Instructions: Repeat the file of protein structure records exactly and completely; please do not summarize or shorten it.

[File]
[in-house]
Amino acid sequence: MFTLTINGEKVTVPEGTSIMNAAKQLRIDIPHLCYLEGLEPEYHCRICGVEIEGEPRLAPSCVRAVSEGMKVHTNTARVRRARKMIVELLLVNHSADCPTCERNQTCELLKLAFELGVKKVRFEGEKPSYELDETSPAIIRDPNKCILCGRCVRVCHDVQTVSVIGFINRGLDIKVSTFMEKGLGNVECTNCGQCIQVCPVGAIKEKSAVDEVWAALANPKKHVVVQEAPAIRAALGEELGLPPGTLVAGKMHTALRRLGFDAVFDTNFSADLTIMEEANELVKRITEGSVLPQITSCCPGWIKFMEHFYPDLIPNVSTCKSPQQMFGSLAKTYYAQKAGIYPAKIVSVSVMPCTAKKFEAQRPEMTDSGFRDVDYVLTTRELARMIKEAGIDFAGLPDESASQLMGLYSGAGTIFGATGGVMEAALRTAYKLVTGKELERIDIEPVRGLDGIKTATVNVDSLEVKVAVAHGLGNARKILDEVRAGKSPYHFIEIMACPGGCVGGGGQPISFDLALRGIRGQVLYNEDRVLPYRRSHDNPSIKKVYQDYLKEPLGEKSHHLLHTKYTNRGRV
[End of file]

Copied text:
[in-house]
Amino acid sequence: MFTLTINGEKVTVPEGTSIMNAAKQLRIDIPHLCYLEGLEPEYHCRICGVEIEGEPRLAPSCVRAVSEGMKVHTNTARVRRARKMIVELLLVNHSADCPTCERNQTCELLKLAFELGVKKVRFEGEKPSYELDETSPAIIRDPNKCILCGRCVRVCHDVQTVSVIGFINRGLDIKVSTFMEKGLGNVECTNCGQCIQVCPVGAIKEKSAVDEVWAALANPKKHVVVQEAPAIRAALGEELGLPPGTLVAGKMHTALRRLGFDAVFDTNFSADLTIMEEANELVKRITEGSVLPQITSCCPGWIKFMEHFYPDLIPNVSTCKSPQQMFGSLAKTYYAQKAGIYPAKIVSVSVMPCTAKKFEAQRPEMTDSGFRDVDYVLTTRELARMIKEAGIDFAGLPDESASQLMGLYSGAGTIFGATGGVMEAALRTAYKLVTGKELERIDIEPVRGLDGIKTATVNVDSLEVKVAVAHGLGNARKILDEVRAGKSPYHFIEIMACPGGCVGGGGQPISFDLALRGIRGQVLYNEDRVLPYRRSHDNPSIKKVYQDYLKEPLGEKSHHLLHTKYTNRGRV